If possible, the parties should include a review clause in any undertakings given, so that they can be adjusted to other authorities’ demands. For example, in the (admittedly old) Shell/Montecatini case, the EU required divestiture of one holding in a joint venture to protect one technology, while the US required divestiture of the other linked to a rival technology. Fortunately, the parties were able to go back to the EU for review and revise their EU undertaking in light of the US one.70

As illustrated in some of the case studies in Section II, supra, MOFCOM often takes longer than other agencies to review complicated transactions. As such, early contact with MOFCOM is often advisable.71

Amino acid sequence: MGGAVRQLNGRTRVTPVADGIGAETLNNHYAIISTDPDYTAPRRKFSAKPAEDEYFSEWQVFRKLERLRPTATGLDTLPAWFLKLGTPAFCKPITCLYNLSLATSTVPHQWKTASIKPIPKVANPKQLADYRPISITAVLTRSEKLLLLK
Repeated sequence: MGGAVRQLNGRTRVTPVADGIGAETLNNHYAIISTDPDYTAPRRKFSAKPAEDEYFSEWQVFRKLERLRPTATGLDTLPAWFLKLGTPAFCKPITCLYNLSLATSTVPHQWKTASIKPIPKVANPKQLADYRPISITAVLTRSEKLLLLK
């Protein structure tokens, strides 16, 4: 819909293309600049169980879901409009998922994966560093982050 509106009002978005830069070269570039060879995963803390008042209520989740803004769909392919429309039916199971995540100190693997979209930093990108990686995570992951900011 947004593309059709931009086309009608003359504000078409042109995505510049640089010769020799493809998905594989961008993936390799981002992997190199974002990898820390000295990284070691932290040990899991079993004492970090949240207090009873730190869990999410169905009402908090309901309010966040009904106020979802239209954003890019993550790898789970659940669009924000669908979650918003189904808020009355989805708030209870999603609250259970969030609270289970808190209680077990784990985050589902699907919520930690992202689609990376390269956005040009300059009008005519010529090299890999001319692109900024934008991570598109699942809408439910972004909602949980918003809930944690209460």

Finally, as is so often the case in international situations, the parties and the authorities concerned need to be resourceful and flexible to work out practical solutions. Generally, such solutions are manageable with willingness, ingenuity and patience.

1 John Ratliff and Frédéric Louis are partners and Cormac O’Daly is special counsel at Wilmer Cutler Pickering Hale and Dorr LLP (WilmerHale).

2 See at p.1. See also EC Commissioner Vestager’s speech ‘Merger review: Building a global community of practice’, 24 September 2015, available at

3 See, for example, the BIAC contribution to the OECD Roundtable on ‘Cross-Border Merger Control: Challenges for Developing and Emerging Countries’, February 2011 (OECD report, 2011) at pp. 316–319.

4 See, for example, the European Union and Australian contributions to the OECD report, 2011, p. 153 and p. 105 respectively.